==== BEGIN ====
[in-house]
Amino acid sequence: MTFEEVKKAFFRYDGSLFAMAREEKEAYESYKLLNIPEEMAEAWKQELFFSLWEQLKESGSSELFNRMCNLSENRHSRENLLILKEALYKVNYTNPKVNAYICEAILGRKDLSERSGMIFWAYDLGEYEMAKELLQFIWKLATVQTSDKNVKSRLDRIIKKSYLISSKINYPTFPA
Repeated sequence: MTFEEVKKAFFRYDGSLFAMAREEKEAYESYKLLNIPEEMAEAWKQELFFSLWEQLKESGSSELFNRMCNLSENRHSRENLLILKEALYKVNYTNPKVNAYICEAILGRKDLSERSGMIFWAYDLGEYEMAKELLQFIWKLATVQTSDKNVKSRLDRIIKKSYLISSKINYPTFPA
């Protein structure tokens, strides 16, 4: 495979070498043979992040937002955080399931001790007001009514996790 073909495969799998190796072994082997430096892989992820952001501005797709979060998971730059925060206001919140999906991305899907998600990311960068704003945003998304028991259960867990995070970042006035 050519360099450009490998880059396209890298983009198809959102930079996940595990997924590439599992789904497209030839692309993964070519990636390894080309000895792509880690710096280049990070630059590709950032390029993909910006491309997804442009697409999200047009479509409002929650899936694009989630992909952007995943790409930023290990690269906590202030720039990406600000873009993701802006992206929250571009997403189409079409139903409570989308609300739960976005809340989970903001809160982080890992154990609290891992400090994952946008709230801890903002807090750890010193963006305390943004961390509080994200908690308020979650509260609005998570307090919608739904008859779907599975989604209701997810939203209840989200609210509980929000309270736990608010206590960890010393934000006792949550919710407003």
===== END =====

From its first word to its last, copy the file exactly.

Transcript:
[in-house]
Amino acid sequence: MTFEEVKKAFFRYDGSLFAMAREEKEAYESYKLLNIPEEMAEAWKQELFFSLWEQLKESGSSELFNRMCNLSENRHSRENLLILKEALYKVNYTNPKVNAYICEAILGRKDLSERSGMIFWAYDLGEYEMAKELLQFIWKLATVQTSDKNVKSRLDRIIKKSYLISSKINYPTFPA
Repeated sequence: MTFEEVKKAFFRYDGSLFAMAREEKEAYESYKLLNIPEEMAEAWKQELFFSLWEQLKESGSSELFNRMCNLSENRHSRENLLILKEALYKVNYTNPKVNAYICEAILGRKDLSERSGMIFWAYDLGEYEMAKELLQFIWKLATVQTSDKNVKSRLDRIIKKSYLISSKINYPTFPA
């Protein structure tokens, strides 16, 4: 495979070498043979992040937002955080399931001790007001009514996790 073909495969799998190796072994082997430096892989992820952001501005797709979060998971730059925060206001919140999906991305899907998600990311960068704003945003998304028991259960867990995070970042006035 050519360099450009490998880059396209890298983009198809959102930079996940595990997924590439599992789904497209030839692309993964070519990636390894080309000895792509880690710096280049990070630059590709950032390029993909910006491309997804442009697409999200047009479509409002929650899936694009989630992909952007995943790409930023290990690269906590202030720039990406600000873009993701802006992206929250571009997403189409079409139903409570989308609300739960976005809340989970903001809160982080890992154990609290891992400090994952946008709230801890903002807090750890010193963006305390943004961390509080994200908690308020979650509260609005998570307090919608739904008859779907599975989604209701997810939203209840989200609210509980929000309270736990608010206590960890010393934000006792949550919710407003």